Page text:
The Spotlight on Flex showcases professionals from member organizations who exemplify personal and professional success while working a flexible schedule. Their stories illustrate the long-term benefits that flexible schedules offer to both individuals and organizations.

This month, we are pleased to share insights from Charise Naifeh, Associate in the Washington, DC office of White & Case LLP.

Charise NaifehDiversity & Flexibility Alliance: How have you made flexibility a priority and a success with your career? How has flexibility made your career more sustainable?

Charise Naifeh: I’m a seventh year associate in the Competition Group in the DC Office of White & Case, and I started with the firm as summer associate. As an associate, there are three key factors to making my schedule work: flexibility, communication, and a supportive team.

I started on a flex schedule after my maternity leave and on-ramped back. I was at 60 percent, three days a week for the first two months, and then I went to 70 percent, four days a week and telecommuted on Fridays (this my current schedule). The firm gives us wide latitude to draft our own proposals for its review and approval; I proposed this schedule, and it made my return to work less overwhelming and much easier.

Flexibility is required both from me and my team; they know and respect my schedule. But even on my days off there are some instances when work needs to be done, and I’m happy to put in my time and make up for it later. For example, this past January I returned to a full time schedule since one of my matters was going to trial. I was able to meaningfully contribute and meet with the trial team throughout the entire preparations. Once the trial was postponed, I returned to my 70 percent schedule, and the firm supported my decision without any issues.

Communication is about being my own advocate. That means I make sure everyone I work with (or potentially work with) knows my schedule before I take on a case and am not shy about reminding them when needed.

Having a supportive team, especially the partners and counsel I work with, has been extremely helpful for me to reach my goals. They give me longer-term projects with predictable deadlines that don’t usually require a lot of fire drills. It also helps to work on large teams where the work can be divided among several associates. I’ve also worked on much smaller cases under this arrangement, and my schedule still works – it just requires planning and being organized.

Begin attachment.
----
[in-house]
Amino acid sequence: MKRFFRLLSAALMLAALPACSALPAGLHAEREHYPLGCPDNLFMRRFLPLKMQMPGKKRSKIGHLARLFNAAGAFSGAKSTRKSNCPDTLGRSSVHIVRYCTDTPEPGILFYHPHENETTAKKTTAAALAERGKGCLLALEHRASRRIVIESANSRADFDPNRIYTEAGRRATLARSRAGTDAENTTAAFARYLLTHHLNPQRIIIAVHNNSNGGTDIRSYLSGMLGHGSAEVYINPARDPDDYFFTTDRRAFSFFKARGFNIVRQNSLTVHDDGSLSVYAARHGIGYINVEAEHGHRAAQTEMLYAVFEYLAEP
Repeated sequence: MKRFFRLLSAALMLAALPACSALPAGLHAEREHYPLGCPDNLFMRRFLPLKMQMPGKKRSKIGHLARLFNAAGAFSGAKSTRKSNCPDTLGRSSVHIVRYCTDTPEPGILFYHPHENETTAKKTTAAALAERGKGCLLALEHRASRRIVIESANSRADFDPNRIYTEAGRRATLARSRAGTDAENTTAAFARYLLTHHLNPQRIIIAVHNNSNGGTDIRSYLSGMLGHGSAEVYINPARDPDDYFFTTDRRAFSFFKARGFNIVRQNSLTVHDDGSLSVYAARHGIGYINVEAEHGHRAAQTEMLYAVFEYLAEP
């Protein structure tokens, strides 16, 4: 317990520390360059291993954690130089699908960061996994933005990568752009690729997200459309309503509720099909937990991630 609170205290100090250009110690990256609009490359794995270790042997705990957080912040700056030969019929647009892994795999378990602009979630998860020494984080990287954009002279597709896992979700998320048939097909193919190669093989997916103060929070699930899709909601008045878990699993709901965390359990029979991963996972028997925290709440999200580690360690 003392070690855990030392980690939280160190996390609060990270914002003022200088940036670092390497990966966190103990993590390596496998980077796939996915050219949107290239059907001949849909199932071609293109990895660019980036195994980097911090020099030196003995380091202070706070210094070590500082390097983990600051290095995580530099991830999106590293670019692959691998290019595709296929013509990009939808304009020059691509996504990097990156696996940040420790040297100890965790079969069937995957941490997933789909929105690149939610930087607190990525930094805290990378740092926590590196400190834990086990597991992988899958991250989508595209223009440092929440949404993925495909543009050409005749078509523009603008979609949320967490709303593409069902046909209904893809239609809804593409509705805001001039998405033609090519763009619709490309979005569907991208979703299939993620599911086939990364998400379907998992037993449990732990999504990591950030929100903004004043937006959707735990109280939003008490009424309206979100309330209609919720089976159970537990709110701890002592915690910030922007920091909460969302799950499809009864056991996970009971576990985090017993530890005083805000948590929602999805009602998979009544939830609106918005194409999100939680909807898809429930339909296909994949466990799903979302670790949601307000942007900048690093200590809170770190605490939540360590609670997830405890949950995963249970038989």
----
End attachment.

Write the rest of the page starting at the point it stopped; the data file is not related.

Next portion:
I wouldn’t be happy if I didn’t have time to spend with my family. Everyone has to make choices on how to prioritize their time. For me, working 30 percent less hours has boosted my happiness 100 percent. I’m able to really enjoy my time with my family, but I’m also able to enjoy my time at work in a meaningful way.

DFA: How has working flexibly enhanced your business development?

CN: Flexibility has given me time to pursue additional training that enhances my business development such as networking events and CLEs. I don’t feel as “crunched” as I would if I were working full time – I would be in “survival mode.”

DFA: Would you do anything different or what would you tell your first year associate self?

CN: It pays to work hard the first few years as an associate and earn the respect of your colleagues. Once you earn the reputation as a hard worker who produces high quality work, people will want you on their team no matter what your schedule is. I don’t think there’s any way around this.

DFA: How do you recharge your batteries and pay it forward?

CN:  Since becoming a parent, some of my personal hobbies have taken a back seat for now, and my focus is on being with my family. We have a great community of friends who also have small children, so spending time with them is another way that I recharge.

I’m a mentor with the firm’s formal mentoring program, and I also informally mentor junior associates – I want them to see that this schedule works! My own partner mentors have told me it’s OK to step back a little when you have young kids. This type of encouragement has made a huge difference for me, so I try to pass it on to others. If more leaders embrace this mentality, we can change the workplace to better support families and working parents.

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If you are an attorney working a flexible schedule and would like to share your story in an upcoming Spotlight on Flex, contact Eliza Musallam.